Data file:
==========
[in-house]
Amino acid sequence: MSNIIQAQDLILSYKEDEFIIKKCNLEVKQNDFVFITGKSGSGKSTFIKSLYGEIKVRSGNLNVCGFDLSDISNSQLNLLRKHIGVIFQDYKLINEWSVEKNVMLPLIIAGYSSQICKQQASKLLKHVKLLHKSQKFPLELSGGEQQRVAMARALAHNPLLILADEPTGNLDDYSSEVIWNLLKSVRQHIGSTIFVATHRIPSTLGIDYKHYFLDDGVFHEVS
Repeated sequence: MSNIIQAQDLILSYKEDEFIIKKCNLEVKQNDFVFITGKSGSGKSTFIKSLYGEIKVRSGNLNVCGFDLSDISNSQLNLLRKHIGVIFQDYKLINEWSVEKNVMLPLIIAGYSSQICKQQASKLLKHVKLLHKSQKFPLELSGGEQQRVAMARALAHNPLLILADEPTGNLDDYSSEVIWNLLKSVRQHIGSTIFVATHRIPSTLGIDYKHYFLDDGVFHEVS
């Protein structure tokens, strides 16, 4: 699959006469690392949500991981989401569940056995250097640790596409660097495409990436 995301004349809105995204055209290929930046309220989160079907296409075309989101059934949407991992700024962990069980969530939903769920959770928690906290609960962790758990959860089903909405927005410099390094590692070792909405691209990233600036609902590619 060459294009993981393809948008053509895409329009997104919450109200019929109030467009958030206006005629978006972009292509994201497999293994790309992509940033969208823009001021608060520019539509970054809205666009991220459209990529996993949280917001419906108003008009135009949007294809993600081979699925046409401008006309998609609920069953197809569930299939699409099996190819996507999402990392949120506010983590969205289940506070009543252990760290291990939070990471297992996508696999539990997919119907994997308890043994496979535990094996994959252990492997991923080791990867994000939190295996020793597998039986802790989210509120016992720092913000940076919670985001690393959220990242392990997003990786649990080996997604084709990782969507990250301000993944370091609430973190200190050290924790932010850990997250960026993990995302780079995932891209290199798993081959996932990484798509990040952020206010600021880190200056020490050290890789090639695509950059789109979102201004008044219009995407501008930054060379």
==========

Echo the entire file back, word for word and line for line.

[in-house]
Amino acid sequence: MSNIIQAQDLILSYKEDEFIIKKCNLEVKQNDFVFITGKSGSGKSTFIKSLYGEIKVRSGNLNVCGFDLSDISNSQLNLLRKHIGVIFQDYKLINEWSVEKNVMLPLIIAGYSSQICKQQASKLLKHVKLLHKSQKFPLELSGGEQQRVAMARALAHNPLLILADEPTGNLDDYSSEVIWNLLKSVRQHIGSTIFVATHRIPSTLGIDYKHYFLDDGVFHEVS
Repeated sequence: MSNIIQAQDLILSYKEDEFIIKKCNLEVKQNDFVFITGKSGSGKSTFIKSLYGEIKVRSGNLNVCGFDLSDISNSQLNLLRKHIGVIFQDYKLINEWSVEKNVMLPLIIAGYSSQICKQQASKLLKHVKLLHKSQKFPLELSGGEQQRVAMARALAHNPLLILADEPTGNLDDYSSEVIWNLLKSVRQHIGSTIFVATHRIPSTLGIDYKHYFLDDGVFHEVS
């Protein structure tokens, strides 16, 4: 699959006469690392949500991981989401569940056995250097640790596409660097495409990436 995301004349809105995204055209290929930046309220989160079907296409075309989101059934949407991992700024962990069980969530939903769920959770928690906290609960962790758990959860089903909405927005410099390094590692070792909405691209990233600036609902590619 060459294009993981393809948008053509895409329009997104919450109200019929109030467009958030206006005629978006972009292509994201497999293994790309992509940033969208823009001021608060520019539509970054809205666009991220459209990529996993949280917001419906108003008009135009949007294809993600081979699925046409401008006309998609609920069953197809569930299939699409099996190819996507999402990392949120506010983590969205289940506070009543252990760290291990939070990471297992996508696999539990997919119907994997308890043994496979535990094996994959252990492997991923080791990867994000939190295996020793597998039986802790989210509120016992720092913000940076919670985001690393959220990242392990997003990786649990080996997604084709990782969507990250301000993944370091609430973190200190050290924790932010850990997250960026993990995302780079995932891209290199798993081959996932990484798509990040952020206010600021880190200056020490050290890789090639695509950059789109979102201004008044219009995407501008930054060379």